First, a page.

Pingu-gle maps: Scientists recruit birds to help chart Antarctic

Cambridge scientists have recruited some unlikely cartographers to help map areas of the antarctic - penguins!

The birds helped scientists map areas in greatest need of protection from the threat of over exploitation in a rapidly-changing climate.

A cohort of scientists compiled tracking data from five different species ofpenguin and 12 other marine predators to find the regions most densely populated with prey.

To mark World Penguin Day this Saturday, the scientists involved arehighlighting their role in the new research and its importance to conservationefforts.

The study was undertaken by the University of Cambridge-based Scientific Committee for Antarctic Research and supported by the WWF and France's Centre de Synthese et d'Analyse sur la Biodiversite.

Tracking data from adelie, emperor, king, royal and macaroni penguin species was used, as well as data from two species of petrel, four types of albatross, four types of seal and humpback whales.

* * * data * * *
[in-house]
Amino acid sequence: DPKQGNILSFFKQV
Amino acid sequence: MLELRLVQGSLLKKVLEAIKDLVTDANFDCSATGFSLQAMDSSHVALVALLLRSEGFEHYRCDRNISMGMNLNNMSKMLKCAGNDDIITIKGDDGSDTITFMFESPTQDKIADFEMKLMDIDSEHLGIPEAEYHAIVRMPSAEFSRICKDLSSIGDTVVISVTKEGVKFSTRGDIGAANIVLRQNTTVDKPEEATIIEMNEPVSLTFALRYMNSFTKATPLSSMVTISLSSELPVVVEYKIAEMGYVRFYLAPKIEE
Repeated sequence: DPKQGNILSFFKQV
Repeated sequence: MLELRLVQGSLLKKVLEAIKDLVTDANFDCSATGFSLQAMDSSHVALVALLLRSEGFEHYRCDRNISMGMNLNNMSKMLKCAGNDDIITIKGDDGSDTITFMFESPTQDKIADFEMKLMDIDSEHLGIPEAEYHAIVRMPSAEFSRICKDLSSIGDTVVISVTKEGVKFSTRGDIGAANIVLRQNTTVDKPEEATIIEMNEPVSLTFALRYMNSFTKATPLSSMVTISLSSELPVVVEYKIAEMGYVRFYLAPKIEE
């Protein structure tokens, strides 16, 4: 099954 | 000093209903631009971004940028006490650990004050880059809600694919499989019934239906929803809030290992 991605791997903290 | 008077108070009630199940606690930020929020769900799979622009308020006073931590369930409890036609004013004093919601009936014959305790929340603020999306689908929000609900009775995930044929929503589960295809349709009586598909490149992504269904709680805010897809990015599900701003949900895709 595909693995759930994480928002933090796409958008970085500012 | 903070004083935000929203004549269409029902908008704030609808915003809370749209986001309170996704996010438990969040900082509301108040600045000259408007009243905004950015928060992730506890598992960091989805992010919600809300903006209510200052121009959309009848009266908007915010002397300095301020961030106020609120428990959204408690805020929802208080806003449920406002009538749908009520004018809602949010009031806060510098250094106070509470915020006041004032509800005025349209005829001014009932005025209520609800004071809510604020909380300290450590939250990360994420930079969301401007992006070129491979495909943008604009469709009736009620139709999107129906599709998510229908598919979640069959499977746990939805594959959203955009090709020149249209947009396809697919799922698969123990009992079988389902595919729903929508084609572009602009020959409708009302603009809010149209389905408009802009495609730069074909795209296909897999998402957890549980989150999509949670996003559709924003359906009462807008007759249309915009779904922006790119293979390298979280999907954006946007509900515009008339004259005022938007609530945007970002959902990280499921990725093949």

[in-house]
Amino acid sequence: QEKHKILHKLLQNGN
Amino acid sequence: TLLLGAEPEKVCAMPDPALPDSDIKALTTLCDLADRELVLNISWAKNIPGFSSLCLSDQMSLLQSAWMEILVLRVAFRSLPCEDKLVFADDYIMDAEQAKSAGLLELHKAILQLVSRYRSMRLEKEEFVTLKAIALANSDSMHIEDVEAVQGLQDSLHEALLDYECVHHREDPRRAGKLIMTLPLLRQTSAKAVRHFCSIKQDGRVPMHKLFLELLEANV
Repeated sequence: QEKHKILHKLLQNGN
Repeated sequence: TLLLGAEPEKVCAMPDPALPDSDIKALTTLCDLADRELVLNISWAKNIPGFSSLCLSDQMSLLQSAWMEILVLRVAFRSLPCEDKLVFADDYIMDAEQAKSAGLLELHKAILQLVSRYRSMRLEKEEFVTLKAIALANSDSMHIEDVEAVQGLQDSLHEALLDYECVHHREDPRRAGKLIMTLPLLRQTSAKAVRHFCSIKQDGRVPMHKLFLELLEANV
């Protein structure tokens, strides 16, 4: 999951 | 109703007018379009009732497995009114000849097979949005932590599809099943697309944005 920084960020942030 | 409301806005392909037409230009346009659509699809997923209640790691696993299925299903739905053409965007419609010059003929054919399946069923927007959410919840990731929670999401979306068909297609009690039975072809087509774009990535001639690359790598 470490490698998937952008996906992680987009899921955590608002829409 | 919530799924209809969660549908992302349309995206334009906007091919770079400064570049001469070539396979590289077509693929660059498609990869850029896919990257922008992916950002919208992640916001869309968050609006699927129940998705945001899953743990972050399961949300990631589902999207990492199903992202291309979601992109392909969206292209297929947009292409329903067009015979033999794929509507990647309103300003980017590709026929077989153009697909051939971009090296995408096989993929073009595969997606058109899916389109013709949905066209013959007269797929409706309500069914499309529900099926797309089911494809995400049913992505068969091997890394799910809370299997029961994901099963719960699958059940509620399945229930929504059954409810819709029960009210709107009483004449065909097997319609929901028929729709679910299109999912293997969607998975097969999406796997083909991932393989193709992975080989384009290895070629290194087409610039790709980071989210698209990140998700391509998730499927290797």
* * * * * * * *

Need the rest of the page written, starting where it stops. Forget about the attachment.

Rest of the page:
It revealed the areas most popular with multiple predator species were alsounder the most pressure from commercial fishing and the most vulnerable tochanging patterns of sea ice coverage.

The Antarctic - which is only just beginning to recover from industrial sealhunting, whaling and deep sea fishing - is now one of the regions most sensitive to climate change.

The study was based on data collected between 1991 and 2016 from 4,060individuals across the 17 species.<

Collected by more than 70 researchers across 12 national Antarctic programmes, the data covers 2.3 million visits by the predators to different locations in the Southern Ocean and Antarctic Continent.

The research team now want to see these areas of ecological importanceconsidered for legal protection by including them in marine protected areasrecognised by international law.

Currently just 29% lie within the boundaries of marine protected areas.In the paper Tracking of Marine Predators to Protect Southern Ocean Ecosystems, they wrote: "An appropriately designed network of protected areas can help to buffer the effects of climate change and reduce the effect of stressors such as bycatch or competition from fisheries.'

The research was published in the journal Nature.